A longitudinal study of antenatal and perinatal risk factors in early childhood cognition: Evidence from Growing Up in New Zealand.

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dc.contributor.author Neumann, Denise en
dc.contributor.author Herbert, Sarah en
dc.contributor.author Peterson, Elizabeth en
dc.contributor.author Underwood, Lisa en
dc.contributor.author Morton, Susan en
dc.contributor.author Waldie, Karen en
dc.date.accessioned 2019-06-13T02:27:50Z en
dc.date.issued 2019-05 en
dc.identifier.issn 0378-3782 en
dc.identifier.uri http://hdl.handle.net/2292/46997 en
dc.description.abstract BACKGROUND:Poor maternal health, disadvantageous exposures during pregnancy and unfavourable perinatal events are associated with adverse trajectories in offspring cognitive development. AIM:To examine longitudinal associations between antenatal maternal, perinatal and maternal health characteristics and children's early cognitive development across executive control, motor ability and receptive language domains. STUDY DESIGN, SUBJECTS AND OUTCOME MEASURES:Analyses comprised interview and observational data from 4587 children and their mothers enrolled in the longitudinal Growing Up in New Zealand cohort study. Children's executive control (Luria hand clap task), motor skills (mothers' report) and receptive language ability (Peabody Picture Vocabulary Test) were assessed at age 4.5 years. Multivariate logistic regression analyses were conducted, controlling for sociodemographic factors. RESULTS:Smoking pre- and during pregnancy, no folate intake during first trimester and low birth weight were risk factors for poorer executive control. Perceived stress during pregnancy, no folate intake during first trimester and low birth weight were all risk factors for poorer motor ability. Smoking pre-pregnancy, antenatal anxiety and no folate intake during first trimester were risk factors for poorer receptive language ability. CONCLUSION:Adverse ante- and perinatal environments are associated with poorer executive control, motor and receptive language abilities in early childhood. Improving maternal education and support especially for more disadvantaged mothers during pregnancy may reduce the potential deleterious impact of adverse ante- and perinatal conditions on children's early cognition. en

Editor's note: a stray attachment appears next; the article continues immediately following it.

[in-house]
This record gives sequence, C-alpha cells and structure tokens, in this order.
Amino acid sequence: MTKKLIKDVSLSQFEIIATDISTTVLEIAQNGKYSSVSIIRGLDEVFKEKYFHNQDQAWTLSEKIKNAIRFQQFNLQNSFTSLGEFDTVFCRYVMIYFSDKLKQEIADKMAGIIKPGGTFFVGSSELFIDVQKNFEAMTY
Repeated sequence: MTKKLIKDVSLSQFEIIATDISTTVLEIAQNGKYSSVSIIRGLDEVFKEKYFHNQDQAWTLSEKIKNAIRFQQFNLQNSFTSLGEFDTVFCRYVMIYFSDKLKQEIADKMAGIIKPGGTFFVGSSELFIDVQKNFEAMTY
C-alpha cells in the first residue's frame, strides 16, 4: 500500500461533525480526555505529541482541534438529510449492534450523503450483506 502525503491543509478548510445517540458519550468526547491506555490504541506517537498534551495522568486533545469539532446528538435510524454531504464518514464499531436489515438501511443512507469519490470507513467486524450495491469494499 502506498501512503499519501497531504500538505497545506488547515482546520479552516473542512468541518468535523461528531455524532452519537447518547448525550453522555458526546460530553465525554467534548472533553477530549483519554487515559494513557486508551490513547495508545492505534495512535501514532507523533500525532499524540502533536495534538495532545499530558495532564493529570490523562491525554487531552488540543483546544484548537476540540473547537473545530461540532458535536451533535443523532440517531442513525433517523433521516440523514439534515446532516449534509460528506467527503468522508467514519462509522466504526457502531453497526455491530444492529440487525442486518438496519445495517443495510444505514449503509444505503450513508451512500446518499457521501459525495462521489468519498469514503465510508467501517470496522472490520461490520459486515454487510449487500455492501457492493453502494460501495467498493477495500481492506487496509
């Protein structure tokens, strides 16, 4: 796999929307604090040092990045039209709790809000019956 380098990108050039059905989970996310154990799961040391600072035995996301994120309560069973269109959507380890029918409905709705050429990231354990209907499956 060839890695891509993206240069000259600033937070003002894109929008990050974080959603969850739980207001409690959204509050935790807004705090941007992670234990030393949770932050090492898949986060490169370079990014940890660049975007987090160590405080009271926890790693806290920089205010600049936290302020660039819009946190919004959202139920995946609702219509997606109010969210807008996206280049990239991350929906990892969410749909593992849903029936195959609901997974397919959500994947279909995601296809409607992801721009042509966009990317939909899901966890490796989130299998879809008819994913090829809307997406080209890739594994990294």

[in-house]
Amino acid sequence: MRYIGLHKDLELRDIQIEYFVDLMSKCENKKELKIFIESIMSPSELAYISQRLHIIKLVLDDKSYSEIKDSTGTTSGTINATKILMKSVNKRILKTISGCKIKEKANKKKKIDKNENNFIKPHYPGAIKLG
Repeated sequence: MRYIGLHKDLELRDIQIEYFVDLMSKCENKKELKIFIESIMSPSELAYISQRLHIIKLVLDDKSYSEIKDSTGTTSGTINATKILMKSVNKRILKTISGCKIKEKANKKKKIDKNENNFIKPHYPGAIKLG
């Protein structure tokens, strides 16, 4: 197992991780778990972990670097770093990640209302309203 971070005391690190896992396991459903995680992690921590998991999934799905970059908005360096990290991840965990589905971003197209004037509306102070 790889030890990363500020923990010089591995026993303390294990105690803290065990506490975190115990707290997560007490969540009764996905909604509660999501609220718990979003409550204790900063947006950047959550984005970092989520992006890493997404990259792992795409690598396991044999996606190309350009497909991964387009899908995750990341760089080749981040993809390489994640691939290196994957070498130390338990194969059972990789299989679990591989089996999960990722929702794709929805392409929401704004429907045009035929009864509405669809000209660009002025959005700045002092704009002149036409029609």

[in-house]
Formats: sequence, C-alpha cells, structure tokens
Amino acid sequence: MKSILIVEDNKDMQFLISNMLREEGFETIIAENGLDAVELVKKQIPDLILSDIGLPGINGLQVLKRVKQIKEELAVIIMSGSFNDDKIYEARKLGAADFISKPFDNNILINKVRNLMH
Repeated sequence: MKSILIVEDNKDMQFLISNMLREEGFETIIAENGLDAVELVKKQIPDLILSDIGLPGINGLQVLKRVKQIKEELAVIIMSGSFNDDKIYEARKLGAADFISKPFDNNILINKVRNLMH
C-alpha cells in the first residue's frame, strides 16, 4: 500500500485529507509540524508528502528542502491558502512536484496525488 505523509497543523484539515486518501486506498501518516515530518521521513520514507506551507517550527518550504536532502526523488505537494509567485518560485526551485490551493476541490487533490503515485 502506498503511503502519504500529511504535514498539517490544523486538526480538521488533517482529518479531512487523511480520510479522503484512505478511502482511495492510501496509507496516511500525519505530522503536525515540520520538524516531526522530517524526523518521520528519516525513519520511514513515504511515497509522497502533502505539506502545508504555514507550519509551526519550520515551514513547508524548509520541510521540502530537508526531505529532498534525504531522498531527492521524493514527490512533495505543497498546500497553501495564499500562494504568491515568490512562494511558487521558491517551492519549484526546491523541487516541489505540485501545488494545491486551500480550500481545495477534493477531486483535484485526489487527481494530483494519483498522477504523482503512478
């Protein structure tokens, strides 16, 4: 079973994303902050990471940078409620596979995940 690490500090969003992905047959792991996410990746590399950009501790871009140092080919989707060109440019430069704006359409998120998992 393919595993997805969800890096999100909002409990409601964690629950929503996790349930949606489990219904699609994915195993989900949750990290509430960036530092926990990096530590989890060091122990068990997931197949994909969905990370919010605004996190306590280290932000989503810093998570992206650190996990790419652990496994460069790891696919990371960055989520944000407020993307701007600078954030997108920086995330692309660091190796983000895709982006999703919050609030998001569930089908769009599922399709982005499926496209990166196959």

dc.format.medium Print-Electronic en
dc.language eng en
dc.relation.ispartofseries Early human development en
dc.rights Items in ResearchSpace are protected by copyright, with all rights reserved, unless otherwise indicated. Previously published items are made available in accordance with the copyright policy of the publisher. en
dc.rights.uri https://researchspace.auckland.ac.nz/docs/uoa-docs/rights.htm en
dc.subject Humans en
dc.subject Prenatal Exposure Delayed Effects en
dc.subject Folic Acid Deficiency en
dc.subject Stress, Psychological en
dc.subject Language en
dc.subject Child Development en
dc.subject Cognition en
dc.subject Motor Skills en
dc.subject Pregnancy en
dc.subject Adult en
dc.subject Child, Preschool en
dc.subject Infant en
dc.subject Infant, Newborn en
dc.subject New Zealand en
dc.subject Female en
dc.subject Male en
dc.subject Tobacco Smoking en
dc.title A longitudinal study of antenatal and perinatal risk factors in early childhood cognition: Evidence from Growing Up in New Zealand. en
dc.type Journal Article en
dc.identifier.doi 10.1016/j.earlhumdev.2019.04.001 en
pubs.begin-page 45 en
pubs.volume 132 en
dc.rights.holder Copyright: The author en
pubs.end-page 51 en
pubs.publication-status Published en
dc.rights.accessrights http://purl.org/eprint/accessRights/RestrictedAccess en
pubs.subtype Journal Article en
pubs.elements-id 769259 en
pubs.org-id Medical and Health Sciences en
pubs.org-id Population Health en
pubs.org-id Epidemiology & Biostatistics en
pubs.org-id Social & Community Health en
pubs.org-id Science en
pubs.org-id Psychology en
dc.identifier.eissn 1872-6232 en
pubs.record-created-at-source-date 2019-04-12 en
pubs.dimensions-id 30974313 en

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